>>> I'll just poke at my FlowAPI question again. For fixed ASICS what is
>>> the Flow-API missing. We have a few proof points that show it is both
>>> sufficient and usable for the handful of use cases we care about.
>> 
>> Yeah, it is most probably fine. Even for flex ASICs to some point. The
>> question is how it stands comparing to other alternatives, like p4
>> 
>
>Just to be clear the Flow-API _was_ generated from the initial P4 spec.
>The header files and tools used with it were autogenerated ("compiled"
>in a loose sense) from the P4 program. The piece I never exposed
>was the set_* operations to reconfigure running systems. I'm not sure
>how valuable this is in practice though.
>
>Also there is a P4-16 spec that will be released shortly that is more
>flexible and also more complex.

Would it be able to easily extend the Flow-API to include the changes?


>
>> 
>>>
>>>>
>>>>> I also think it's not fair to call it 'bypass'. I see nothing in it
>>>>> that justify such 'swear word' ;)
>>>>
>>>> John's Flow-API was a kernel bypass. Why? It was a API specifically
>>>> designed to directly work with HW tables, without kernel being involved.
>>>
>>> I don't think that is a fair definition of HW bypass. The SKIP_SW flag
>>> does exactly that for 'tc' based offloads and it was not rejected.
>> 
>> No, no, no. You still have possibility to do the same thing in kernel,
>> same functionality, with the same API. That is a big difference.
>> 
>> 
>>>
>>> The _real_ reason that seems to have fallen out of this and other
>>> discussion is the Flow-API didn't provide an in-kernel translation into
>>> an emulated patch. Note we always had a usermode translation to eBPF.
>>> A secondary reason appears to be overhead of adding yet another netlink
>>> family.
>> 
>> Yeah. Maybe you remember, back then when Flow-API was being discussed,
>> I suggested to wrap it under TC as cls_xflows and cls_xflowsaction of
>> some sort and do in-kernel datapath implementation. I believe that after
>> that, it would be acceptable.
>> 
>
>As I understand the thread here that is exactly the proposal here right?
>With a discussion around if the structures/etc are sufficient or any
>alternative representations exist.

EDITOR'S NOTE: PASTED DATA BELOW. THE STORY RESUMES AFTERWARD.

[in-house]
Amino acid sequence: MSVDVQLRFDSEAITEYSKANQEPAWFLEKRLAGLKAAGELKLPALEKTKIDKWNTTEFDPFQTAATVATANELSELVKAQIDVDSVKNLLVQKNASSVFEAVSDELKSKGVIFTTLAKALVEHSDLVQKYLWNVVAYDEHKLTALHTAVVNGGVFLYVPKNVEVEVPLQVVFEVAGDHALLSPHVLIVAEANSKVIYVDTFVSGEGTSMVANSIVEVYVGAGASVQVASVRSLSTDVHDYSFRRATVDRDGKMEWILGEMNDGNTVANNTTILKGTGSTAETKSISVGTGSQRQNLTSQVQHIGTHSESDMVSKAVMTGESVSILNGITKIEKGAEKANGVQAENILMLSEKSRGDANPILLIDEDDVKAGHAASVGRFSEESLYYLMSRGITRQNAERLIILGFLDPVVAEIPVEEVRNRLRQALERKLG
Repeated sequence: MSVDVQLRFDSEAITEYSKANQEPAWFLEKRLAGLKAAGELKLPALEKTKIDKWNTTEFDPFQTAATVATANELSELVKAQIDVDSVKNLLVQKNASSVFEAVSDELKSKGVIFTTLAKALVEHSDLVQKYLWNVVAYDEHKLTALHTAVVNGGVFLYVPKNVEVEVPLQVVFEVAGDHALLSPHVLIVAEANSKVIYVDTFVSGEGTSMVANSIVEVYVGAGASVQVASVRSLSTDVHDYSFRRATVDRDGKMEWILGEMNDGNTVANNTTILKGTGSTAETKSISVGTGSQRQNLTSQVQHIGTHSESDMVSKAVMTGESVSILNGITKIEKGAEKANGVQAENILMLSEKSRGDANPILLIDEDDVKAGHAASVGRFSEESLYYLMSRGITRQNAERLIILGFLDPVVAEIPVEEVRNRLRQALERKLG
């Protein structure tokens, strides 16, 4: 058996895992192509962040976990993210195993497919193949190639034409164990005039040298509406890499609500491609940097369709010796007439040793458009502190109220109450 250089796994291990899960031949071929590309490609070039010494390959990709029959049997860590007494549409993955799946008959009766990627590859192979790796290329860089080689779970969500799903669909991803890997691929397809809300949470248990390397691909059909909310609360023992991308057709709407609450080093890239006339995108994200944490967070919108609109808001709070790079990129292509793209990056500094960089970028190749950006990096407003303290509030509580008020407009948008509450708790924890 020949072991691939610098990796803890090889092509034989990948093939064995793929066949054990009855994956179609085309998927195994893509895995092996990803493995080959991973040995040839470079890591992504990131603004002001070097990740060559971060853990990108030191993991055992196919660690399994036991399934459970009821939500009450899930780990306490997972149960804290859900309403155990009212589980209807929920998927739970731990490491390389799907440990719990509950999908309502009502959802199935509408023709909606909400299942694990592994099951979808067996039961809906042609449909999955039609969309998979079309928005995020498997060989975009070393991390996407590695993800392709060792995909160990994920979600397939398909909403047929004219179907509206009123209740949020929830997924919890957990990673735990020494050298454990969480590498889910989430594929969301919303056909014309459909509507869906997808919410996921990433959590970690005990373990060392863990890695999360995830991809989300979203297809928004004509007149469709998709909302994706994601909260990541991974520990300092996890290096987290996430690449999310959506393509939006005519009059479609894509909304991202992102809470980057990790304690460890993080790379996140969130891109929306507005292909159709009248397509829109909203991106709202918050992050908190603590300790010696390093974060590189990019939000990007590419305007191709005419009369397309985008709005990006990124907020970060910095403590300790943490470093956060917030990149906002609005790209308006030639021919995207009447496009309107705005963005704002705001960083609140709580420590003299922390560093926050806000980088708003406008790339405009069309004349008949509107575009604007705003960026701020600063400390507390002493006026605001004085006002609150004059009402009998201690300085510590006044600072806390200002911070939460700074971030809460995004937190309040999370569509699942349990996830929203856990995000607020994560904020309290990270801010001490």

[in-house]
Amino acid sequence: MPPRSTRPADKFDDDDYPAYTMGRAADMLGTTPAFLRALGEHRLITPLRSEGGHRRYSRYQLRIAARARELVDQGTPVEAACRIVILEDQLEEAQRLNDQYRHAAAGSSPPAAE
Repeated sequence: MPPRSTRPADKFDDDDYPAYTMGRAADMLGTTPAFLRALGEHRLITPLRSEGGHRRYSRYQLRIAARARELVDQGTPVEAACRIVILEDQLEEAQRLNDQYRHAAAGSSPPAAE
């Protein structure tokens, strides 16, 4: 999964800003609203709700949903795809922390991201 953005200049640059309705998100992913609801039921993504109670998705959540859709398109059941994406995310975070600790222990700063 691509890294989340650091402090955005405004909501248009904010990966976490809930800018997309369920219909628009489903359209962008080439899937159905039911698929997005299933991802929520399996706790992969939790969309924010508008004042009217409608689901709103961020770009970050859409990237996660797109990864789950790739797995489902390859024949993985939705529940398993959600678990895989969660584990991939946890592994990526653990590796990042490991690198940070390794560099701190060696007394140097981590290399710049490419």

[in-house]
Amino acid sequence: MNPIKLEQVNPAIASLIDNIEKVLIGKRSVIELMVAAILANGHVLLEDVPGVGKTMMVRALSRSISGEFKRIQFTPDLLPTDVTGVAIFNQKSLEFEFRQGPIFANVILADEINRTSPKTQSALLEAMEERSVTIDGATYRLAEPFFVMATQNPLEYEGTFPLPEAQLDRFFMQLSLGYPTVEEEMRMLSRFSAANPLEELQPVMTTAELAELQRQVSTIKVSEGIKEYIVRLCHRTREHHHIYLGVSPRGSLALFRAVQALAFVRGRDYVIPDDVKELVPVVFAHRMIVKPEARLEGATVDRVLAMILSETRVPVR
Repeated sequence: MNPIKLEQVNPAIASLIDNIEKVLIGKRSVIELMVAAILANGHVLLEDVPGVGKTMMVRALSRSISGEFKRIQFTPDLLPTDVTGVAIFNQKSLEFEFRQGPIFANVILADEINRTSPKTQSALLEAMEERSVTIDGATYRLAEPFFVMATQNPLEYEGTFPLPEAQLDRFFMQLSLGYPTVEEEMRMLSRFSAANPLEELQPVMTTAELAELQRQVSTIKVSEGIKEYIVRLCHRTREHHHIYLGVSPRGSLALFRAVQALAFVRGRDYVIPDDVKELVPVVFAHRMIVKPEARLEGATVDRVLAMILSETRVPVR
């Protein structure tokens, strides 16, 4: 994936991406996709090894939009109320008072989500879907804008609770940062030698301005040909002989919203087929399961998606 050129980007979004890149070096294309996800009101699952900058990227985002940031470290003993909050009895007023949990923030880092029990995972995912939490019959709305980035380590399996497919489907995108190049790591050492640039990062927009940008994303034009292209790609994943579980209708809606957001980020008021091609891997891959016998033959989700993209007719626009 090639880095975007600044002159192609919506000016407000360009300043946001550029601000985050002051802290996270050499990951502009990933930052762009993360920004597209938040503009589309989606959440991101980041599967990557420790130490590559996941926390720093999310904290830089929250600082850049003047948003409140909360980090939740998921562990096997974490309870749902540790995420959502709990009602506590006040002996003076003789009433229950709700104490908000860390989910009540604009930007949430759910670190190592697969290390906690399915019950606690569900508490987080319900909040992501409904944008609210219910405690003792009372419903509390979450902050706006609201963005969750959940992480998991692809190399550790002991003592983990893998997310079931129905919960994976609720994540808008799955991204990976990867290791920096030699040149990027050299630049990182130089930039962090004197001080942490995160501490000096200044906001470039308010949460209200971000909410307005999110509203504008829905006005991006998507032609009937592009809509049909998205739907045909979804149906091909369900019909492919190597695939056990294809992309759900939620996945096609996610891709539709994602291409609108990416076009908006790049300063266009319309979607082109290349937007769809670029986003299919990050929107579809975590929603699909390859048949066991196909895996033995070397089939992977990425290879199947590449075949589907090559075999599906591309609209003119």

Might be the way, yes. But I fear that with other p4 extensions this
might not be easy to align with. Therefore I though about something more
generic, like the p4ast.


>
>> 
>>>
>>>>
>>>>
>>>>> The goal of flow api was to expose HW features to user space, so that
>>>>> user space can program it. For something simple as mellanox switch
>>>>> asic it fits perfectly well.
>>>>
>>>> Again, this is not mlx-asic-specific. And again, that is a kernel bypass.
>>>>
>>>>
>>>>> Unless I misunderstand the bigger goal of this discussion and it's
>>>>> about programming ezchip devices.
>>>>
>>>> No. For network processors, I believe that BPF is nicely offloadable, no
>>>> need to do the excercise for that.
>>>>
>>>>
>>>>>
>>>>> If the goal is to model hw tcam in the linux kernel then just introduce
>>>>> tcam bpf map type. It will be dog slow in user space, but it will
>>>>> match exactly what is happnening in the HW and user space can make
>>>>> sensible trade-offs.
>>>>
>>>> No, you got me completely wrong. This is not about the TCAM. This is
>>>> about differences in the 2 words (p4/bpf).
>>>> Again, for "p4-ish" devices, you have to translate BPF. And as you
>>>> noted, it's an instruction set. Very hard if not impossible to parse in
>>>> order to get back the original semantics.
>>>>
>>>
>>> I think in this discussion "p4-ish" devices means devices with multiple
>>> tables in a pipeline? Not devices that have programmable/configurable
>>> pipelines right? And if we get to talking about reconfigurable devices
>>> I believe this should be done out of band as it typically means
>>> reloading some ucode, etc.
>> 
>> I'm talking about both. But I think we should focus on reconfigurable
>> ones, as we probably won't see that much fixed ones in the future.
>> 
>
>hmm maybe but the 10/40/100Gbps devices are going to be around for some
>time. So we need to ensure these work well.

Yes, but I would like to emphasize, if we are defining new api
the primary focus should be on new devices.